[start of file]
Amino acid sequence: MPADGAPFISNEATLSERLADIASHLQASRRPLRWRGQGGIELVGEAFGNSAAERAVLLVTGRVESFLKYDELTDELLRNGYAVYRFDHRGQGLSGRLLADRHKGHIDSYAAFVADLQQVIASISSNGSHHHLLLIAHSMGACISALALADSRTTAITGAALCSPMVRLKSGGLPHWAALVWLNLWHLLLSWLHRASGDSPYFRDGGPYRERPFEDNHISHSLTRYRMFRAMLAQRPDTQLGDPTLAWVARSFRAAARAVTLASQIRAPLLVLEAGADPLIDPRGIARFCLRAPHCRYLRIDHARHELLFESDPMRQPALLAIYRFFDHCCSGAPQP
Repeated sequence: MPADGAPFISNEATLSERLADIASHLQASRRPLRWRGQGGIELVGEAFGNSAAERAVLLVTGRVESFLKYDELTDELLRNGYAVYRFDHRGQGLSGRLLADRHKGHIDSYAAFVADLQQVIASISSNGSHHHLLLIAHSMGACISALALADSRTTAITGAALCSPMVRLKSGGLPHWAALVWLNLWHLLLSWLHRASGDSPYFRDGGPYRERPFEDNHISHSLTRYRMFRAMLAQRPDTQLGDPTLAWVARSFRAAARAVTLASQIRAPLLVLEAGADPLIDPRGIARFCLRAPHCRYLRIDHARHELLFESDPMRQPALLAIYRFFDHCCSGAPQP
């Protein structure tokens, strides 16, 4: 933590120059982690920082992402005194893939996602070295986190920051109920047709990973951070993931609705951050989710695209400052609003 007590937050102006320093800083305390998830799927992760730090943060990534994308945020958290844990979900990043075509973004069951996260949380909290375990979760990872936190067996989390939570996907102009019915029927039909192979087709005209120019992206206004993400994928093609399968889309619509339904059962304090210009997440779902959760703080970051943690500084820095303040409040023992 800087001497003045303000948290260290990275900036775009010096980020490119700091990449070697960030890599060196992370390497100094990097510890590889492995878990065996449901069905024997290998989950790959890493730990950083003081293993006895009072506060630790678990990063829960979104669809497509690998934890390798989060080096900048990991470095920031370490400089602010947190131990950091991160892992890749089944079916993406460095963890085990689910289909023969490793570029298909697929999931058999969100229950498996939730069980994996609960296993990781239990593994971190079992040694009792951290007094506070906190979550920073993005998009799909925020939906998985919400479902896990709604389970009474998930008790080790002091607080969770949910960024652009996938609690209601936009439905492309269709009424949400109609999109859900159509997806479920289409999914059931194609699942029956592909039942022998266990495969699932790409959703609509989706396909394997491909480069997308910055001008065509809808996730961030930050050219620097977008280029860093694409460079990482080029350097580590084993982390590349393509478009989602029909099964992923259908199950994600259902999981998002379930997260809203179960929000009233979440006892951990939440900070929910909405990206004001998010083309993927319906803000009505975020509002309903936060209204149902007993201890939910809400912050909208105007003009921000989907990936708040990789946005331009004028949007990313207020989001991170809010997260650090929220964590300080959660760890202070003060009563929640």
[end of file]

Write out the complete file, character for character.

Amino acid sequence: MPADGAPFISNEATLSERLADIASHLQASRRPLRWRGQGGIELVGEAFGNSAAERAVLLVTGRVESFLKYDELTDELLRNGYAVYRFDHRGQGLSGRLLADRHKGHIDSYAAFVADLQQVIASISSNGSHHHLLLIAHSMGACISALALADSRTTAITGAALCSPMVRLKSGGLPHWAALVWLNLWHLLLSWLHRASGDSPYFRDGGPYRERPFEDNHISHSLTRYRMFRAMLAQRPDTQLGDPTLAWVARSFRAAARAVTLASQIRAPLLVLEAGADPLIDPRGIARFCLRAPHCRYLRIDHARHELLFESDPMRQPALLAIYRFFDHCCSGAPQP
Repeated sequence: MPADGAPFISNEATLSERLADIASHLQASRRPLRWRGQGGIELVGEAFGNSAAERAVLLVTGRVESFLKYDELTDELLRNGYAVYRFDHRGQGLSGRLLADRHKGHIDSYAAFVADLQQVIASISSNGSHHHLLLIAHSMGACISALALADSRTTAITGAALCSPMVRLKSGGLPHWAALVWLNLWHLLLSWLHRASGDSPYFRDGGPYRERPFEDNHISHSLTRYRMFRAMLAQRPDTQLGDPTLAWVARSFRAAARAVTLASQIRAPLLVLEAGADPLIDPRGIARFCLRAPHCRYLRIDHARHELLFESDPMRQPALLAIYRFFDHCCSGAPQP
């Protein structure tokens, strides 16, 4: 933590120059982690920082992402005194893939996602070295986190920051109920047709990973951070993931609705951050989710695209400052609003 007590937050102006320093800083305390998830799927992760730090943060990534994308945020958290844990979900990043075509973004069951996260949380909290375990979760990872936190067996989390939570996907102009019915029927039909192979087709005209120019992206206004993400994928093609399968889309619509339904059962304090210009997440779902959760703080970051943690500084820095303040409040023992 800087001497003045303000948290260290990275900036775009010096980020490119700091990449070697960030890599060196992370390497100094990097510890590889492995878990065996449901069905024997290998989950790959890493730990950083003081293993006895009072506060630790678990990063829960979104669809497509690998934890390798989060080096900048990991470095920031370490400089602010947190131990950091991160892992890749089944079916993406460095963890085990689910289909023969490793570029298909697929999931058999969100229950498996939730069980994996609960296993990781239990593994971190079992040694009792951290007094506070906190979550920073993005998009799909925020939906998985919400479902896990709604389970009474998930008790080790002091607080969770949910960024652009996938609690209601936009439905492309269709009424949400109609999109859900159509997806479920289409999914059931194609699942029956592909039942022998266990495969699932790409959703609509989706396909394997491909480069997308910055001008065509809808996730961030930050050219620097977008280029860093694409460079990482080029350097580590084993982390590349393509478009989602029909099964992923259908199950994600259902999981998002379930997260809203179960929000009233979440006892951990939440900070929910909405990206004001998010083309993927319906803000009505975020509002309903936060209204149902007993201890939910809400912050909208105007003009921000989907990936708040990789946005331009004028949007990313207020989001991170809010997260650090929220964590300080959660760890202070003060009563929640």